23 arrested in massive Medicare-Medicaid fraud scheme

A 199-count indictment against 23 doctors, nurses, and medical supply companies was unsealed in Brooklyn, NY yesterday, revealing a massive scheme to defraud Medicare and Medicaid of millions of dollars.

Hundreds of poor people were recruited with the promise of new sneakers to visit a couple of clinics in the Bronx, where bogus tests and procedures were performed.  The criminals would then bill government insurance programs for millions.

Wall Street Journal:

Brooklyn District Attorney Kenneth Thompson identified Eric Vainer, a 43-year-old Manhattan resident, and his mother, Polina Vainer, of Staten Island, as the leaders of what his office referred to as the “Sneakers Case” and a “Medicaid mill.”

The Vainers are accused of directing recruiters to low-income neighborhoods and bringing patients to five medical centers in the Bronx and Brooklyn, where they received a battery of medical tests, including cursory foot exams, pain-management evaluations and cardiograms.

Neither of the Vainers could be reached for comment Tuesday. Mr. Vainer was arrested early Tuesday in Florida, Mr. Thompson said. A spokesman for his office said Ms. Vainer is also under arrest and that no lawyers had been named.

There was no answer at the two medical-supply companies and management company named in the indictment, which are affiliated with the Vainers. According to the indictment, many of the patients were left with unnecessary devices supplied by the Vainers’ medical-supply companies.

Prosecutors said the Vainers submitted the bills to Medicaid, Medicaid managed-care providers and Medicare, sometimes receiving kickbacks from providers while other times splitting insurance proceeds with them.

“This was all done under the guise of medical treatment, just to defraud Medicaid and Medicare,” Mr. Thompson said. “These defendants exploited poor people to make money.”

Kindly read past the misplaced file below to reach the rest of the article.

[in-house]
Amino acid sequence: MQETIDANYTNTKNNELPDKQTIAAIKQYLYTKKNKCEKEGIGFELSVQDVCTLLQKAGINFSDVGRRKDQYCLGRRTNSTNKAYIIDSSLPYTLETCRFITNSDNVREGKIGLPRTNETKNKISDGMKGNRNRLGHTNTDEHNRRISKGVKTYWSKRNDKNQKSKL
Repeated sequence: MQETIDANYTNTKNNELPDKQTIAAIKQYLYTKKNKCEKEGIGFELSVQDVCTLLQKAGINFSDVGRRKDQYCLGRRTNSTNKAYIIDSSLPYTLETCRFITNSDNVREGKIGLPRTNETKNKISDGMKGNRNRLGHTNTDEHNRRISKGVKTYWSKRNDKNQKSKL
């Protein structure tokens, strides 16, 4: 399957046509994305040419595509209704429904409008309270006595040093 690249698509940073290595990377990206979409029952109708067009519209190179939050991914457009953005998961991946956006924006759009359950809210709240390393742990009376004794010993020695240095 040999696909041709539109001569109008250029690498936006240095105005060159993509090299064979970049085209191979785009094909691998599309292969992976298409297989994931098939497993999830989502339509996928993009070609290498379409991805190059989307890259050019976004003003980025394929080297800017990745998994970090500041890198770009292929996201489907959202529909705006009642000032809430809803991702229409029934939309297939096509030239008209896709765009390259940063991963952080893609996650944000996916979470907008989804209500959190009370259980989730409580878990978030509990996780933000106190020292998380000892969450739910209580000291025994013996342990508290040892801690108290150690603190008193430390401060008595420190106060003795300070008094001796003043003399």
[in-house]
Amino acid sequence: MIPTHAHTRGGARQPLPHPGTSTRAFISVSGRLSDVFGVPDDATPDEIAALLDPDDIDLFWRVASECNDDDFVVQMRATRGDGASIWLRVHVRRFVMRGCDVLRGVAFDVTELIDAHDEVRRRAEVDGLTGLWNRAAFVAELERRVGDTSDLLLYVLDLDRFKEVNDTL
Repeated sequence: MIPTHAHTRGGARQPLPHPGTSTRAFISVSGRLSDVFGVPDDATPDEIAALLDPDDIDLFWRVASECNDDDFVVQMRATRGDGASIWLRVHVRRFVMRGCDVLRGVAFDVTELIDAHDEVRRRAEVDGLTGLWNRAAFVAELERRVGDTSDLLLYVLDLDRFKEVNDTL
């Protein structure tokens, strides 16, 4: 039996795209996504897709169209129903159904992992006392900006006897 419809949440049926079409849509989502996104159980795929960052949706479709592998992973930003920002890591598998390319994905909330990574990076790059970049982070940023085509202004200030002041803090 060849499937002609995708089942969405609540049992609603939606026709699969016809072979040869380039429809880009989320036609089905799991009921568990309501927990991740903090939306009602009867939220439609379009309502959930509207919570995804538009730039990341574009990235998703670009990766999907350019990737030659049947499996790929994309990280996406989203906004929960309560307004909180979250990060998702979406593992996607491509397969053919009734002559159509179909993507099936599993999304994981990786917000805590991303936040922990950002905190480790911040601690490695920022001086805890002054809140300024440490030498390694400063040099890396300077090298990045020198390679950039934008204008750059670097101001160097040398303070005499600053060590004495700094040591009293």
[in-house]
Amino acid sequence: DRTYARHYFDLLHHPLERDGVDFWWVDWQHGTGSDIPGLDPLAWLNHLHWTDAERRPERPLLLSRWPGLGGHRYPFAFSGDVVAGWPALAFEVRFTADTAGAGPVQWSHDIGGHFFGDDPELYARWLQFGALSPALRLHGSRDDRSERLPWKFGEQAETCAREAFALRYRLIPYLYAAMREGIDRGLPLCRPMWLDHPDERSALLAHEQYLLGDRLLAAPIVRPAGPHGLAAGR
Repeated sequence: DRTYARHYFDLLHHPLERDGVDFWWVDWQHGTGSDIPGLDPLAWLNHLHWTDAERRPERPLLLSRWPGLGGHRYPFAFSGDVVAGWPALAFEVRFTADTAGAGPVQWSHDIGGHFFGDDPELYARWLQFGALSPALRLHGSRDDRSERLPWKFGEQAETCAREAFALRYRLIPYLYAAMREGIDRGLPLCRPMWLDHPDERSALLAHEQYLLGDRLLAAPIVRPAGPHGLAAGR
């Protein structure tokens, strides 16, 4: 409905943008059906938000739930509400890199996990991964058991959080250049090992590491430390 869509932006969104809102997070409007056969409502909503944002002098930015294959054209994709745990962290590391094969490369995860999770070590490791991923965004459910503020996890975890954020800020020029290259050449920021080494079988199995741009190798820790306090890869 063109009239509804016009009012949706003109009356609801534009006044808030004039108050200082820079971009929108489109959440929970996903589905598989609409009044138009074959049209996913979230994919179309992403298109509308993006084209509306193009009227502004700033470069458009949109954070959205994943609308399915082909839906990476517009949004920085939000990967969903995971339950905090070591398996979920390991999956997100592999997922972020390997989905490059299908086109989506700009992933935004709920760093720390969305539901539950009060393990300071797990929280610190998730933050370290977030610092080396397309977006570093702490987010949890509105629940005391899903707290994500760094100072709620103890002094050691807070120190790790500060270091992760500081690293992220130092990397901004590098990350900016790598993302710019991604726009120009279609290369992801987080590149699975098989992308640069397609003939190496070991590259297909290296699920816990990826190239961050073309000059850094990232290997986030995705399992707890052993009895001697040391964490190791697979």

Mr. Vainer and the other defendants face an array of charges, including enterprise corruption, money laundering, health-care fraud, grand larceny and falsifying business records.

“Health-care fraud compromises the integrity of the Medicaid program as well as the health-care delivery system, and it wastes taxpayer dollars,” said Dennis Rosen, the state’s acting Medicaid inspector general.

Tens of billions of dollars are being lost by Medicare to waste and fraud, according to a report by the Government Accountability Office.  In 2013, the state of Illinois conducted an audit of its Medicaid program, and what it found was astonishing:

In January, the Illinois Department of Healthcare and Family Services, or HFS, began a new project verifying eligibility for Illinois’ 2.7 million Medicaid enrollees. For years, state workers had failed to take adequate steps to ensure the people receiving Medicaid benefits were actually eligible for the program. As an Auditor General report noted, state workers failed to verify basic eligibility criteria, such as income, residency and citizenship status. Worse yet, some of the annual eligibility checks had been delayed for more than five years.

So state lawmakers pushed HFS to hire an independent vendor who specializes in this kind of work to review Medicaid eligibility. Since January, the independent vendor has reviewed nearly 419,000 case files of individuals currently enrolled in Medicaid. Of those, the vendor identified more than 210,000 that were ineligible for benefits, which amounts to more than 50 percent of all cases reviewed so far. Another 47,000 cases reviewed so far this year were eligible for some benefits, but enrolled in the wrong program. For example, some individuals enrolled in Medicaid may only qualify for programs with greater cost-sharing. Overall, the review has yielded an eligibility error rate of more than 61 percent.

A separate review discovered 8,000 dead people collecting more than $12 million in benefits.  And this is just one state. 

Crooked doctors, lazy bureaucrats, incompetent managers are all part of the problem.  In the case of Medicaid, we just dumped another 8-9 million Americans on this dysfunctional program through its expansion under Obamacare.  You can bet that there are more cases like this one out there, bilking taxpayers out of  billions of dollars.